The Obsidean Keep (2020)
Joseph Robert Louis (Dungeon Age)
Lvl 1 – 3
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I say unto you the Old Ways are Forever. While the tents of fickle pilgrims lie empty as they wander from our hearth into a trackless waste without shape or form, a desert that swallows men and that is named 5e, in search of salvation or simply driven by wanderlust, there are some who take with them the Old Faith, and in whose works are made manifest the teachings of the First and the practices of his Saints.
It is something of a truism 5e adventures are generally deficient in quality, and how could one be surprised? The largest D&D boom since time immemorial brings with it a vast influx of new players, either ignorant of old practices, raised on a diet of linear story based campaigns, following the teachings of a designer base that has long lost its way or suckled on Critical Role in a way that is detrimental or antithetical to the more open-ended, emergent, CHALLENGING form of play of old D&D. Many of those who play later try their hands at making their own stuff, and most of it abysmal.
But there are some, a hopeful few, who rise above the flotsam and create scenarios that are atmospheric, challenging and somewhat interesting. Enter Bryce-favorite Joseph Robert Louis, who previously submitted the promising Saving Saxham for 5e, and has since graciously decided to convert his catalog to an OSR friendly format for those interested hopefuls. Someone, out there, is spreading the spirit of the old ways to new players, and for that alone credit should be given.
But other then that, how was the play, Miss Lincoln? Obsidean Keep is a 31-ish page sojourn onto the Isla Requia, grievously transformed in the aftermath of a great magical conflagration, conjured up by its sorceress Duchess against an invasion of papal crusaders. The PCs are sent either to ascertain the fate of the sorcerers and the expedition OR to loot the place blind and recover valuable items. Enter the PCs.
Bryce loves the shit out of Dungeon Age and it does not take a genius to figure out why. Descriptions are terse, compressed nodes of flavor, statt blocks are microscopic, every section has meta-data to briefly explain what is going on and what the point is, ample highlighting, bullet point notation for each feature, notes for the GM so it can be quickly gleaned what the NPCs of a particular region know etc. The whole combines into something that is about as runnable as you can make it.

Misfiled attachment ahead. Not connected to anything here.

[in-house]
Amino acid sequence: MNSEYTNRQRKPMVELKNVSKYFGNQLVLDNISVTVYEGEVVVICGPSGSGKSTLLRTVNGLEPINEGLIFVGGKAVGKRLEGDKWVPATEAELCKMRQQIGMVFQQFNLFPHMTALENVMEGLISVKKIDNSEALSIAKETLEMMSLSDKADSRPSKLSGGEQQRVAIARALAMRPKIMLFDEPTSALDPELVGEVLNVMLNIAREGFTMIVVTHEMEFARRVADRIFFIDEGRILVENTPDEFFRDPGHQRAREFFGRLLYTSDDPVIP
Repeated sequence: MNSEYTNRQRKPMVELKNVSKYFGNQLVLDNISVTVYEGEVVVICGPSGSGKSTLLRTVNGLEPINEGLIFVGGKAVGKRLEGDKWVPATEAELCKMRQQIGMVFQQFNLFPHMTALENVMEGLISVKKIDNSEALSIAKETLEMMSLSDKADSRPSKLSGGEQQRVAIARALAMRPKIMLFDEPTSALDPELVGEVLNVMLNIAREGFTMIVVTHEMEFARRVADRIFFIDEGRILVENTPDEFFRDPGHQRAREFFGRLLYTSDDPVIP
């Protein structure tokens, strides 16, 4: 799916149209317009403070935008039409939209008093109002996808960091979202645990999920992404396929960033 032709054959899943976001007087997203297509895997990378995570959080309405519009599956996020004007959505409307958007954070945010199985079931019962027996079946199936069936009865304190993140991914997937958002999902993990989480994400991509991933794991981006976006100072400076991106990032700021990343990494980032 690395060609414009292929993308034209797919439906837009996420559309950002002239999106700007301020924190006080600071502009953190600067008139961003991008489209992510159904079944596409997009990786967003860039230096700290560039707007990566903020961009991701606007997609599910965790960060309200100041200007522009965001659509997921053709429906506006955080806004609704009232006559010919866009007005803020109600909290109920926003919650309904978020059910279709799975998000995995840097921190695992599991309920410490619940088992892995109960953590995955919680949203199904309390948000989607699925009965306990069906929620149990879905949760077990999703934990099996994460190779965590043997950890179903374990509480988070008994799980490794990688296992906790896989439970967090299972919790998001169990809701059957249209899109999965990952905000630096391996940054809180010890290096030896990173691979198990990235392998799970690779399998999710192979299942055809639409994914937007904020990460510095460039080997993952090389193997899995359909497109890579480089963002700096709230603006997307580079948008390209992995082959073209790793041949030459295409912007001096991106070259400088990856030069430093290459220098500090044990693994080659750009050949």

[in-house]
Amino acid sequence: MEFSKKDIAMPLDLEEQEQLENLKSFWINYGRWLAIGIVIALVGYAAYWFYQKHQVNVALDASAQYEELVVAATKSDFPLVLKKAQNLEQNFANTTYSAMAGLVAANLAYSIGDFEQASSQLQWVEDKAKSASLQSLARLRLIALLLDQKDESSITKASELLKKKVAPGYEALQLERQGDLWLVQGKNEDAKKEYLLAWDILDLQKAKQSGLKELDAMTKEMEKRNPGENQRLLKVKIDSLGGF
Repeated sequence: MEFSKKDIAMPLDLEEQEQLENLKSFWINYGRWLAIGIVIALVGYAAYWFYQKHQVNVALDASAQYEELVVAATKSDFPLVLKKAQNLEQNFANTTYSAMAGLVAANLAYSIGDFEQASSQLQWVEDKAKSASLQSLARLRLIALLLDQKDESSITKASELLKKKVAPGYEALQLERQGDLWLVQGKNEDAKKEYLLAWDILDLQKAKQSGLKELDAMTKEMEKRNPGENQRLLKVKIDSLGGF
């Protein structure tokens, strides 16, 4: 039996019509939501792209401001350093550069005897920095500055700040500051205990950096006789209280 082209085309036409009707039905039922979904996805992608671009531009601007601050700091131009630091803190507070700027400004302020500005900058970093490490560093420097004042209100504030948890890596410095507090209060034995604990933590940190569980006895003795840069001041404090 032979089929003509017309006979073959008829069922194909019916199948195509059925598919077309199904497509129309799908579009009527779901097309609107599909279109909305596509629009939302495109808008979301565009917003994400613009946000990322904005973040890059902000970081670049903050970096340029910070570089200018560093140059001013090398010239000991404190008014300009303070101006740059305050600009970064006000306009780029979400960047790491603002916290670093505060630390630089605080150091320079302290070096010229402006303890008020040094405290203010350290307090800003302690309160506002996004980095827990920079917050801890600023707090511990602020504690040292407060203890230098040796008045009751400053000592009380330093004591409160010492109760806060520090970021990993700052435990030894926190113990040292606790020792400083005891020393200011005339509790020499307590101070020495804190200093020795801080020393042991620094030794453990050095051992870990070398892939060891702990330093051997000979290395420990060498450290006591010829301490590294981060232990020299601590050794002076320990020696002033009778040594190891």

7. WHITE ISLAND The titanic skull of an Imperial Viperfish rests on the low rocks. Ribcages and rags hang from its slender fangs. A voice sings softly inside the skull.
· Viperfish. A gigantic anglerfish. Never seen alive.
· Rags. Yellow sailor jackets.
· Voice. Lounging in a sheltered pool is an Ursaloth, half woman and half octopus, named Angelica. She offers secrets and gifts, for a price.
· Give her a kiss: “Forza was always in control of her powers. But the Red Storm was all chaos. Beware! There is something very old in that palace. I fear only the angels could cleanse it.”
· Feed her a finger: The stump grows into a tentacle and you can now breathe in water as well as air. The Boon of the Ursaloth!
· Hidden Loot: Angelica sits on a small rusty chest full of 77 silver forks and 23 jade statuettes of dancing mouselings worth 500 GP.
At the same time there is something missing about Osidean Keep that I can’t quite put my finger on. Maps are primitive, without sense of scale, random encounters, while good, are not tied to any sort of time period and the palace is presented as a node (albeit with two entrances). It’s like watching a gifted prodigy blunder through an exercise he has never done before. While it is unquestioningly a champion in its own weight class the lingering 5isms mean it doesn’t quite interact with OSR systems in a way that is in full harmony with the spirit of the old games. It’s a bit too fast and loose, the magic items a bit too plentiful, the mundane treasure paradoxically light (and of course it would be, in a system where Gold = XP is not the norm).
Is this what transitioning from a starry-eyed beautiful boy into a grognard feels like? Does one habitually sneer at Harbor Sharks with only 1 HD? Must all beauty of the world wither through the lens of Father Time?
This should not detract from the fact that Obsidean Keep is quite good. The adventurers are dropped on a boat in the bay and are at leisure to explore the bay and its wrecks, the beach or the Obsidean Keep proper. NPCs ask for rescue, share information, have little sub-quests and very rarely act treacherously because this is 5e. I was pleased that a mutated cook offering to serve the adventurers does actually cause them to mutate if they eat it, and a pair of beach scavengers will take crossbow shots at the PC’s if they don’t fuck off so not EVERYONE is one’s friend. A skull-faced horse that eats ash and pebbles? Dibs!